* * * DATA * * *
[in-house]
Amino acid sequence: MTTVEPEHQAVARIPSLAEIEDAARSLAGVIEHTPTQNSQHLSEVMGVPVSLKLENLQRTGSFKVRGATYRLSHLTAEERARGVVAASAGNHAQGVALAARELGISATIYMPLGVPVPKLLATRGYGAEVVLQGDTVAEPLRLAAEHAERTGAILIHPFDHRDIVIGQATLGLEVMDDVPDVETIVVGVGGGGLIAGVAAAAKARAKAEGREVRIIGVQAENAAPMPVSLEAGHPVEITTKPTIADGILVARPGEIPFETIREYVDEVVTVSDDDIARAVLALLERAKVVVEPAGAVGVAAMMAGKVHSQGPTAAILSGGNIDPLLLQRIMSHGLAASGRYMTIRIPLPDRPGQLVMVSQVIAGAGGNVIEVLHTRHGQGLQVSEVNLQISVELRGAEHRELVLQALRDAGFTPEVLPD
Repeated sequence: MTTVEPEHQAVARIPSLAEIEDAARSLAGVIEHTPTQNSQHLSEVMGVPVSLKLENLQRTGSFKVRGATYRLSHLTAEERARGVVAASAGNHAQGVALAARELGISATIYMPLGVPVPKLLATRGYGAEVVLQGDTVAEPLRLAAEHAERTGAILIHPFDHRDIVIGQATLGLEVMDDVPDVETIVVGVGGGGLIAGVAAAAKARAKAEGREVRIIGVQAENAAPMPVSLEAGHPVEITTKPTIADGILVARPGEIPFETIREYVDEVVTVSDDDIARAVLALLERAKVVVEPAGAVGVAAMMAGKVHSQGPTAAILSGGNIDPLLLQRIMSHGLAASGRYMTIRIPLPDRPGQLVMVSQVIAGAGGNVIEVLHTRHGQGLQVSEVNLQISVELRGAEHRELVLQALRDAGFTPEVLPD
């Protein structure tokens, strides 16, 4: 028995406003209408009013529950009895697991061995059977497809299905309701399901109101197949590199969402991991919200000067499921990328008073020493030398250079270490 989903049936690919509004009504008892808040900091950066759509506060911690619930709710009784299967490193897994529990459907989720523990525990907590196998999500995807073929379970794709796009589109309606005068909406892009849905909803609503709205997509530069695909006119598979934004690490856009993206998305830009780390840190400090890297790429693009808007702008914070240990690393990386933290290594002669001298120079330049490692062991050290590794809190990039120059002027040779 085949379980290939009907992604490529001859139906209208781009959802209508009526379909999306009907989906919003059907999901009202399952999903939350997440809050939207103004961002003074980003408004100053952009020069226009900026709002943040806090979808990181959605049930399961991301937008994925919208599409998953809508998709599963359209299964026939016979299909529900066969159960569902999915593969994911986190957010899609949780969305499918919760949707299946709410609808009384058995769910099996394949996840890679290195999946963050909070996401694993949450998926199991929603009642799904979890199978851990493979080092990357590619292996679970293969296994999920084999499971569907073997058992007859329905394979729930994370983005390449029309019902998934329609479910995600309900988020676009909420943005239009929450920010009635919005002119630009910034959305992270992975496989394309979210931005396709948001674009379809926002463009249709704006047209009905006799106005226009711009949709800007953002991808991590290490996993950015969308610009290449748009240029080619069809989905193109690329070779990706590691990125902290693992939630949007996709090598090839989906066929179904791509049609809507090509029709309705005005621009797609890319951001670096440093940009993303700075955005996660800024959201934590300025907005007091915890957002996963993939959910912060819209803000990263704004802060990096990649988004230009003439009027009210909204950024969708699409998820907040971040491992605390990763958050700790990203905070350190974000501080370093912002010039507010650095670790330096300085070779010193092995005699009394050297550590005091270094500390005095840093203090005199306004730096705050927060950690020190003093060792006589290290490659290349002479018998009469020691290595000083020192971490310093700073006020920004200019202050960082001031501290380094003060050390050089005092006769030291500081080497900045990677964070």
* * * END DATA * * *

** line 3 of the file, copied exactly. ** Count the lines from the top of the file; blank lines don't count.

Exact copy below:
Repeated sequence: MTTVEPEHQAVARIPSLAEIEDAARSLAGVIEHTPTQNSQHLSEVMGVPVSLKLENLQRTGSFKVRGATYRLSHLTAEERARGVVAASAGNHAQGVALAARELGISATIYMPLGVPVPKLLATRGYGAEVVLQGDTVAEPLRLAAEHAERTGAILIHPFDHRDIVIGQATLGLEVMDDVPDVETIVVGVGGGGLIAGVAAAAKARAKAEGREVRIIGVQAENAAPMPVSLEAGHPVEITTKPTIADGILVARPGEIPFETIREYVDEVVTVSDDDIARAVLALLERAKVVVEPAGAVGVAAMMAGKVHSQGPTAAILSGGNIDPLLLQRIMSHGLAASGRYMTIRIPLPDRPGQLVMVSQVIAGAGGNVIEVLHTRHGQGLQVSEVNLQISVELRGAEHRELVLQALRDAGFTPEVLPD